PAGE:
I was deeply taken by Chaikin’s brilliant, fluid production – and how the two plays seemed to inform each other. Funnyhouse, which is impenetrably dark, haunting, and utterly mysterious in its awful depiction of the mental collapse of a young black woman, Sarah, seemed to make a new kind of sense when it was followed by Movie Star whose young heroine, Clara, wrestles with bringing her new plays to the stage, even as her brother is comatose in a hospital after an accident, and her marriage is falling apart simultaneous with the collapse of her parents’ marriage. Over the years I have remained in contact with Ms. Kennedy, who at 88, is still writing, and just published her most recent play He Brought Her Heart Back in a Box which premiered in New York in January 2018. Via email, Ms. Kennedy has followed our producing efforts on this historic production of her plays here at Mizzou Theatre, including our casting, design process, and rehearsals. Ms. Kennedy has been instrumental in my work on these two incredible plays. We are so lucky to have her involvement on this production, and I hope that you’ll join me in allowing the powerful humanity of these plays to rush over you, encouraging transformation and change.
David Crespy, PhD
Adrienne Kennedy won more than one OBIE (1964 for Funnyhouse of a Negro, 1996 for Best New American Plays—June and Jean in Concert and Sleep Deprivation Chamber, and in 2008 she received an OBIE for Lifetime Achievement).
The New York Times offered this response to her work: “. . . if nothing much happens according to conventional theatrical tenets, a relatively unknown territory is explored and exposed. Miss Kennedy, herself a Negro, digs unsparingly into Sarah’s aching psyche and . . . into the tortured mind of a Negro who cannot bear the burden of being a Negro and who is too proud to accept the patronage of the white world.” (New York Times, January 15, 1964).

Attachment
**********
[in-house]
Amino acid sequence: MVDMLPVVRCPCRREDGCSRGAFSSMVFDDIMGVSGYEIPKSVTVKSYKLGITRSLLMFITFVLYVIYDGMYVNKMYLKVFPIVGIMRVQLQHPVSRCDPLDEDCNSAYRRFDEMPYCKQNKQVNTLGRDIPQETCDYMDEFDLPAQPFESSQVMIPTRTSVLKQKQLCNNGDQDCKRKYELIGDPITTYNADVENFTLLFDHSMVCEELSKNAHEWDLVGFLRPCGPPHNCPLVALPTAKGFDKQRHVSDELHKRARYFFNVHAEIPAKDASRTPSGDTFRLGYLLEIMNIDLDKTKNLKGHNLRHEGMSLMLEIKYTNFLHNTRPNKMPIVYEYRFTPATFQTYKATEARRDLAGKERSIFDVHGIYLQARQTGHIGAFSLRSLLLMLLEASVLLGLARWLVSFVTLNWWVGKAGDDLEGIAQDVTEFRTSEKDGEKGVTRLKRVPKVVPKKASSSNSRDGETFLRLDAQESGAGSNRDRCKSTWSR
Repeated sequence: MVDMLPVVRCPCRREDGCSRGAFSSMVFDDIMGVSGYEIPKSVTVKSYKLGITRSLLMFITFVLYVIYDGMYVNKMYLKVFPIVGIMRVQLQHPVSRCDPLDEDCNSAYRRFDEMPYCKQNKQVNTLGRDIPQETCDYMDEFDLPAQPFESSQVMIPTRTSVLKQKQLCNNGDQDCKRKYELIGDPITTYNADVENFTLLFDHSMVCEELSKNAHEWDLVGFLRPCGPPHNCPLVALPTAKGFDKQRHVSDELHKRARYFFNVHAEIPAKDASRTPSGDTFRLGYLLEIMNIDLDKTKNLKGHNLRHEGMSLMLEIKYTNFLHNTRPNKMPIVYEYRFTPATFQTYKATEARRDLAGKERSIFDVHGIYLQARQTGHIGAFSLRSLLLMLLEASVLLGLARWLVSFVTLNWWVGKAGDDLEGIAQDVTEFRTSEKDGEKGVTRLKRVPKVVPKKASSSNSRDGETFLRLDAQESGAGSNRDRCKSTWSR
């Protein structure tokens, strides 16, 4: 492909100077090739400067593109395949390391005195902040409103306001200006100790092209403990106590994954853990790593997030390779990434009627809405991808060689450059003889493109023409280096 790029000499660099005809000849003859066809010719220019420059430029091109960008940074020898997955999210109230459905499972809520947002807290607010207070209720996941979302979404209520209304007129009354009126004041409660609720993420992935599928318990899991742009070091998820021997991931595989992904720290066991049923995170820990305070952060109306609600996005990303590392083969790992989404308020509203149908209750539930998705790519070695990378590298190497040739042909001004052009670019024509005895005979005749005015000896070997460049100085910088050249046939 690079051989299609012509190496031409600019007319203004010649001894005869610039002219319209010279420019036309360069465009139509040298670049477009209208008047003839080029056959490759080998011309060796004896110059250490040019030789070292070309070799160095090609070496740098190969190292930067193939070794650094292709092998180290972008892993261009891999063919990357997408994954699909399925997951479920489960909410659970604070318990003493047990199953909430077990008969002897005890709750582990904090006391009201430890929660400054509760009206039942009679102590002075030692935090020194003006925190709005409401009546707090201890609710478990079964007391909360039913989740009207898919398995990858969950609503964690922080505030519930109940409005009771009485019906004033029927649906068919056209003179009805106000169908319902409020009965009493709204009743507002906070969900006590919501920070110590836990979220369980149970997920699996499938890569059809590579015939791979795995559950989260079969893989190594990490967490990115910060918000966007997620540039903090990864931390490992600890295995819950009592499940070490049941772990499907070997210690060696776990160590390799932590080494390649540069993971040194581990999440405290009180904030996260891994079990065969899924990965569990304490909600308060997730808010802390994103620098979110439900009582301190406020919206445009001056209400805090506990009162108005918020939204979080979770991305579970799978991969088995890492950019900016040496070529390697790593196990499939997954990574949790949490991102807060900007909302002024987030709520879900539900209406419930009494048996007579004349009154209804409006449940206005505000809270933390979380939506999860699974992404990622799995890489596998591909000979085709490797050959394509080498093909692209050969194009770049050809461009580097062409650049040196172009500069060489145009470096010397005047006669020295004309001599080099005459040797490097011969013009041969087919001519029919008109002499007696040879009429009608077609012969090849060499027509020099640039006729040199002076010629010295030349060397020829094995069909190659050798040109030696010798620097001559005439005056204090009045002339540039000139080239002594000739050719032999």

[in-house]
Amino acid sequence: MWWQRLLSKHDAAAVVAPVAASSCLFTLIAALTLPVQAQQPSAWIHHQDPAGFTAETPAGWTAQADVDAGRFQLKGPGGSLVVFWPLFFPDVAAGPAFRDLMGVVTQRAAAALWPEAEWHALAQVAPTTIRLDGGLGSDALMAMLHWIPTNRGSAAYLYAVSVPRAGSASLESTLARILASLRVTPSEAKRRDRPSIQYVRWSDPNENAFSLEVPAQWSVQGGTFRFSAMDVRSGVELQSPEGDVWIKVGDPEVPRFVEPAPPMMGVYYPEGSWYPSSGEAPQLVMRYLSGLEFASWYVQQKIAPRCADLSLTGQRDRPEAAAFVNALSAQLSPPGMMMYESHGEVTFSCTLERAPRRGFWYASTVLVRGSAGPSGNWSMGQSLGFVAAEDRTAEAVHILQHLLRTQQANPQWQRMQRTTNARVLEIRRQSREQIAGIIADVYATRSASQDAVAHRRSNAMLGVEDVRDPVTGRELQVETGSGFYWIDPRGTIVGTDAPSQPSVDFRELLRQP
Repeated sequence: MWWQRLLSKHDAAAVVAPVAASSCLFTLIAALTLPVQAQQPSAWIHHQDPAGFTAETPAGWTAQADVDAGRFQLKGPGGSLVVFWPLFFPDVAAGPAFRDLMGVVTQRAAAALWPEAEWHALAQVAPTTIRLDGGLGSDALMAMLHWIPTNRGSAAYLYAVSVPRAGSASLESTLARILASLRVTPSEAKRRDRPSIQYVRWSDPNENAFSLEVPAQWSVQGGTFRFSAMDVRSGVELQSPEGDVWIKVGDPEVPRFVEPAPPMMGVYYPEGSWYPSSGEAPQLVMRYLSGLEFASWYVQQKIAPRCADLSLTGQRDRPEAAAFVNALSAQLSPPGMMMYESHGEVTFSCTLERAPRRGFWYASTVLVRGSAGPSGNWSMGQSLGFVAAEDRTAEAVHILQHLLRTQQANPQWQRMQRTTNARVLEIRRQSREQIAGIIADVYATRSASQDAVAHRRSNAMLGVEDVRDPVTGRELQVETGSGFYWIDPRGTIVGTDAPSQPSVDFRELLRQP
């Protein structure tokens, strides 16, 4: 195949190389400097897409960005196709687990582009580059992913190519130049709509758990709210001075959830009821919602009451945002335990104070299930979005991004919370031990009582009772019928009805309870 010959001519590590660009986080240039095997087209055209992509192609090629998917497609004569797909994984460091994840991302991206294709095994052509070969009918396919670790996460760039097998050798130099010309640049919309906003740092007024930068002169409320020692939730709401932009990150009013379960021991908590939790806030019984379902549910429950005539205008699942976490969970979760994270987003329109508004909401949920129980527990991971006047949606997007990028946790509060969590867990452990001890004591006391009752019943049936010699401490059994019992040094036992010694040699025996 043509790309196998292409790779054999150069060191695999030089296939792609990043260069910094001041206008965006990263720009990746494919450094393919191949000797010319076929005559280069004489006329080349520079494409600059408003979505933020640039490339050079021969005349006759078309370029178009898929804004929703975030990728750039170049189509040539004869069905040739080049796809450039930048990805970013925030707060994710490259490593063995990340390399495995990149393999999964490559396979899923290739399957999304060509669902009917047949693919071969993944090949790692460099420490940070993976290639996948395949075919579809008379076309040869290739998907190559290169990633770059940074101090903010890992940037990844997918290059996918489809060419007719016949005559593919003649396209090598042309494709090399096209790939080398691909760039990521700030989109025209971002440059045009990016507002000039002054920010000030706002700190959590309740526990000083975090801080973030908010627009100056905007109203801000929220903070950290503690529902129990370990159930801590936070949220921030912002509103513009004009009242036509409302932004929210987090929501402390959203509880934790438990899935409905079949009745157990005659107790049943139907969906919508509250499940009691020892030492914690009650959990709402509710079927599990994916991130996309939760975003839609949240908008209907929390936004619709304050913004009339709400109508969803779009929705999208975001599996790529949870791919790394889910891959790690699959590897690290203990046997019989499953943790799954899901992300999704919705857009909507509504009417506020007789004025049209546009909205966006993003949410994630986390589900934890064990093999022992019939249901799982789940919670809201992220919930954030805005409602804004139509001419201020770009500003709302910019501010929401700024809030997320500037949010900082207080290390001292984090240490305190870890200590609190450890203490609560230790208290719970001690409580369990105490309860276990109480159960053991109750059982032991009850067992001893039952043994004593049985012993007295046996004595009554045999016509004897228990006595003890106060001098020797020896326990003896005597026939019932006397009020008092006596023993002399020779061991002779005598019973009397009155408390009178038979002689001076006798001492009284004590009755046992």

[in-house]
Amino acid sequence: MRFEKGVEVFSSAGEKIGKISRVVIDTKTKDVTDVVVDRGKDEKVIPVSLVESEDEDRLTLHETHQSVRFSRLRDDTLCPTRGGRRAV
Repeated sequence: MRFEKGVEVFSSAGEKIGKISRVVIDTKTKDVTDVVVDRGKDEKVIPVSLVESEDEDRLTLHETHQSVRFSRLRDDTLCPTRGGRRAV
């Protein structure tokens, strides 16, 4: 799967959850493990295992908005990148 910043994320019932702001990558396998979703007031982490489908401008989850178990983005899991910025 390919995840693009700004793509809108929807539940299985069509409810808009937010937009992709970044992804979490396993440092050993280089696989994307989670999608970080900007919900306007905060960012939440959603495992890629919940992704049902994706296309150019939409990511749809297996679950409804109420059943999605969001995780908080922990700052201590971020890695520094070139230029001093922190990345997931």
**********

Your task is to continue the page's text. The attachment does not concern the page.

Kennedy says of her work, “I always wrote plays. . . little scenes about what was happening. I basically picked on my family. I saw our house as a stage. When we’d have dinner, I’d go upstairs and write what we said. And then I saw The Glass Menagerie when I was about 15. . . I came home. . . and started to write a play about our family. I was engrossed by my family” (“Adrienne Kennedy”, by Suzan-Lori Parks, Winter 1996).
Personally, I believe it’s never too late to examine Kennedy’s numerous works. Her stylistic approach is not for the faint of heart and introduces a new view presented by drama, a necessary alternative option to introduce conversation and communication about the history of our United States in order to bridge the gap in understanding from one culture to another: “For the days are past when there are places and characters with connections with themes as in the stories you pick up on the shelves of public libraries. . . . There is no theme. No statements. . . . For the statement is the characters and the characters are myself.” (Adrienne Kennedy, Funnyhouse of a Negro, in Contemporary Black Drama, eds. Clinton F. Oliver and Stephanie Sills (New York: Charles Scribner’s Sons, 1971), p. 195).
In A Movie Star Has to Star in Black and White, Kennedy shares scenes and stars from glamorous movies from the mid-twentieth century. Deeply enamored with Bette Davis, Marlon Brando, Shelly Winters, Montgomery Clift, and more—Movie Star is captivating and as challenging as Funnyhouse in quite a different way. Enjoy!